“Only with Protestantism did Christianity become what it always truly was.” Slavoj Žižek discusses Protestantism:
Slavoj Žižek praises Protestantism (and Pascal’s Jansenism) for its commitment to predestination, in contrast to the “obscenity” of a salvation that “depends on our good acts.” He is particularly impressed by the counter-intuitive fact of Calvinism’s incessant fervor instead of a general lethargy, since the latter would be the common sense fallout of predestination (just “sit down, read pornography, and drink lemonade”).
Žižek conceives of predestination as “an extremely refined dialectical notion,” wherein human acts are “written backwards.” The paradox of freedom, according to Žižek, is that we “constitute our very predestination.” And freedom is most purely manifest in acts of love. Love is the “ultimate free act” and “the freest act of all,” and yet it is experienced as “I cannot do otherwise.” This is true of “all great acts of freedom,” including sacrificial acts for justice.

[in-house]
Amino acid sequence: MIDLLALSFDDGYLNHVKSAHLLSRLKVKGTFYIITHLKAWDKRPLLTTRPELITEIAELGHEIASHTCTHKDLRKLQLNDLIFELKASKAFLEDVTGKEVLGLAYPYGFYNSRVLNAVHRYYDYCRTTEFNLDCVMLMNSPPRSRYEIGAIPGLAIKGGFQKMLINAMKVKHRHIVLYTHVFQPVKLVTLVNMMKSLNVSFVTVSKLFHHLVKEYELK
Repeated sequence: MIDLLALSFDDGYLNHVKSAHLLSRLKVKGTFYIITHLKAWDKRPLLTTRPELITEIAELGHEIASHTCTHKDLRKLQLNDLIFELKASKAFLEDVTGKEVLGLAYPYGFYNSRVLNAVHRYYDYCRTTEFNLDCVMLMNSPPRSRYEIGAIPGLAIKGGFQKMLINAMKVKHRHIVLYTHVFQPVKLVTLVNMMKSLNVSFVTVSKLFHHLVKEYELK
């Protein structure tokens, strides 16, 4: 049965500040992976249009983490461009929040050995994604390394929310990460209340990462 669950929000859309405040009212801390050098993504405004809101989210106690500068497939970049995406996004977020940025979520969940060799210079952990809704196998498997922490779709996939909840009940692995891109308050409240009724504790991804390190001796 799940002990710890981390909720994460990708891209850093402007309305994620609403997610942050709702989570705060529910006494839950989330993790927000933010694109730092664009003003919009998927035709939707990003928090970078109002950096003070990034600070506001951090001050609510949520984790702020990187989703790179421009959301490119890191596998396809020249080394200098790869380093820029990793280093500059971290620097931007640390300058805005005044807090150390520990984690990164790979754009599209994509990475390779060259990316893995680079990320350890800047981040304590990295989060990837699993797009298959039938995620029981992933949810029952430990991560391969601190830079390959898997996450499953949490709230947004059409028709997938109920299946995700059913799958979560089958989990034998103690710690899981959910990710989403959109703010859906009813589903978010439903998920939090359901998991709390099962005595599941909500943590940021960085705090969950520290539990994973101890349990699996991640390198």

He ends with some criticisms of Feuerbachian humanist religion.